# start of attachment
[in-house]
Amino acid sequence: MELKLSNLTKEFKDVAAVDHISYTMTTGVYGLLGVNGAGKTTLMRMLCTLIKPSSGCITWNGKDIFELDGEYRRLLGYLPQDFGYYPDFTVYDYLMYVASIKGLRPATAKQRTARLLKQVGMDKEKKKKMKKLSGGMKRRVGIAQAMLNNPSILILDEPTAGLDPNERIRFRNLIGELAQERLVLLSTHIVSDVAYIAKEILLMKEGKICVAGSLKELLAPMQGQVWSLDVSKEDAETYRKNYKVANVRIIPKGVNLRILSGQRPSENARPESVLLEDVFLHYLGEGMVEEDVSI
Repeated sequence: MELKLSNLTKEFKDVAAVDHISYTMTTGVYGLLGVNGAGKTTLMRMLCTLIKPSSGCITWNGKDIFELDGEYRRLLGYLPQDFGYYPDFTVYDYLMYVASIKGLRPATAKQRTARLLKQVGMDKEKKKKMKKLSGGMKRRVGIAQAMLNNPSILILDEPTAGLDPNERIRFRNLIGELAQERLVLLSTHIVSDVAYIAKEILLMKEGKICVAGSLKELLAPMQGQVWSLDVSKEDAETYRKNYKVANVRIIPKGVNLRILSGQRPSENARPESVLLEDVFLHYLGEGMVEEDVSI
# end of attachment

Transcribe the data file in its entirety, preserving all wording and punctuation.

[in-house]
Amino acid sequence: MELKLSNLTKEFKDVAAVDHISYTMTTGVYGLLGVNGAGKTTLMRMLCTLIKPSSGCITWNGKDIFELDGEYRRLLGYLPQDFGYYPDFTVYDYLMYVASIKGLRPATAKQRTARLLKQVGMDKEKKKKMKKLSGGMKRRVGIAQAMLNNPSILILDEPTAGLDPNERIRFRNLIGELAQERLVLLSTHIVSDVAYIAKEILLMKEGKICVAGSLKELLAPMQGQVWSLDVSKEDAETYRKNYKVANVRIIPKGVNLRILSGQRPSENARPESVLLEDVFLHYLGEGMVEEDVSI
Repeated sequence: MELKLSNLTKEFKDVAAVDHISYTMTTGVYGLLGVNGAGKTTLMRMLCTLIKPSSGCITWNGKDIFELDGEYRRLLGYLPQDFGYYPDFTVYDYLMYVASIKGLRPATAKQRTARLLKQVGMDKEKKKKMKKLSGGMKRRVGIAQAMLNNPSILILDEPTAGLDPNERIRFRNLIGELAQERLVLLSTHIVSDVAYIAKEILLMKEGKICVAGSLKELLAPMQGQVWSLDVSKEDAETYRKNYKVANVRIIPKGVNLRILSGQRPSENARPESVLLEDVFLHYLGEGMVEEDVSI